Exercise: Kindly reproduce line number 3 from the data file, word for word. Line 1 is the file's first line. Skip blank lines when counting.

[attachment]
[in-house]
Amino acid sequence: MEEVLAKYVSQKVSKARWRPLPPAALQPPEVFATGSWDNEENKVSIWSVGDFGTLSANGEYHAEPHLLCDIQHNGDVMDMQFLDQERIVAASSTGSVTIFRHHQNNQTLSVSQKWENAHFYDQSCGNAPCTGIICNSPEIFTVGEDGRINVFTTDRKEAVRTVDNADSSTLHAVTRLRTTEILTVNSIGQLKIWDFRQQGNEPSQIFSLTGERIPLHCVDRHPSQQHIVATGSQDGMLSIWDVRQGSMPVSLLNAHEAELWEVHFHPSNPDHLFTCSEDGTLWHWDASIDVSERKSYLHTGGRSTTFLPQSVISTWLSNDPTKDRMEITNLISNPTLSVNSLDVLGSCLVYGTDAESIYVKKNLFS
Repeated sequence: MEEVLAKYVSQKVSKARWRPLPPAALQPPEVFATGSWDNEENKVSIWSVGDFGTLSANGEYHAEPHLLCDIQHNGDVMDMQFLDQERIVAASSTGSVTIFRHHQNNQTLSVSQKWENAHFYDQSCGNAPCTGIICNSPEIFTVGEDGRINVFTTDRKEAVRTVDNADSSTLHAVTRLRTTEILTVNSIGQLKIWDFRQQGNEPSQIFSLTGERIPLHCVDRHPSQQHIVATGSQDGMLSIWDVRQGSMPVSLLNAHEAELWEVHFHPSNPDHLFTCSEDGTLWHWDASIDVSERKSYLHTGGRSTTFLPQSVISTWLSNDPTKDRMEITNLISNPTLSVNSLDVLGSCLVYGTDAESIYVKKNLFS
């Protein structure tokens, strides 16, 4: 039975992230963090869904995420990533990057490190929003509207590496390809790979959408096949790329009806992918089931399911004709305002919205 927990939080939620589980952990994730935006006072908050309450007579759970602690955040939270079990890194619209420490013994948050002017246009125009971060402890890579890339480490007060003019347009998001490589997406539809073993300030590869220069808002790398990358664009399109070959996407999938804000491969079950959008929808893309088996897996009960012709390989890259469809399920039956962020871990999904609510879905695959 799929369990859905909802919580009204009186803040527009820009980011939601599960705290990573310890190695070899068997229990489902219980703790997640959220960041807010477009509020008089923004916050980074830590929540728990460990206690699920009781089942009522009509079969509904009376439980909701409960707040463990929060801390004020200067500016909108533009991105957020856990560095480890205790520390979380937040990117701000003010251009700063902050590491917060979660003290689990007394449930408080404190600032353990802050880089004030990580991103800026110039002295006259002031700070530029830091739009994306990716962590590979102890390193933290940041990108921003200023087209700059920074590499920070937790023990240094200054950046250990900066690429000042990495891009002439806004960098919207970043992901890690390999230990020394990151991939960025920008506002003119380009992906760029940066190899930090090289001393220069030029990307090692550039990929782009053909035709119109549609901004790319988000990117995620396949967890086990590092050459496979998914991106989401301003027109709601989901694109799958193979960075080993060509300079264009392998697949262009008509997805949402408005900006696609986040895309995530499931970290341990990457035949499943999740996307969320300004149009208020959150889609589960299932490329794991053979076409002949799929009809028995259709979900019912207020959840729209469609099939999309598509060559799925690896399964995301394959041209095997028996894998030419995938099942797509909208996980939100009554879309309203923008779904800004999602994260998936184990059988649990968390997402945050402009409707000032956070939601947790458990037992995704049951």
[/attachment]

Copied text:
Repeated sequence: MEEVLAKYVSQKVSKARWRPLPPAALQPPEVFATGSWDNEENKVSIWSVGDFGTLSANGEYHAEPHLLCDIQHNGDVMDMQFLDQERIVAASSTGSVTIFRHHQNNQTLSVSQKWENAHFYDQSCGNAPCTGIICNSPEIFTVGEDGRINVFTTDRKEAVRTVDNADSSTLHAVTRLRTTEILTVNSIGQLKIWDFRQQGNEPSQIFSLTGERIPLHCVDRHPSQQHIVATGSQDGMLSIWDVRQGSMPVSLLNAHEAELWEVHFHPSNPDHLFTCSEDGTLWHWDASIDVSERKSYLHTGGRSTTFLPQSVISTWLSNDPTKDRMEITNLISNPTLSVNSLDVLGSCLVYGTDAESIYVKKNLFS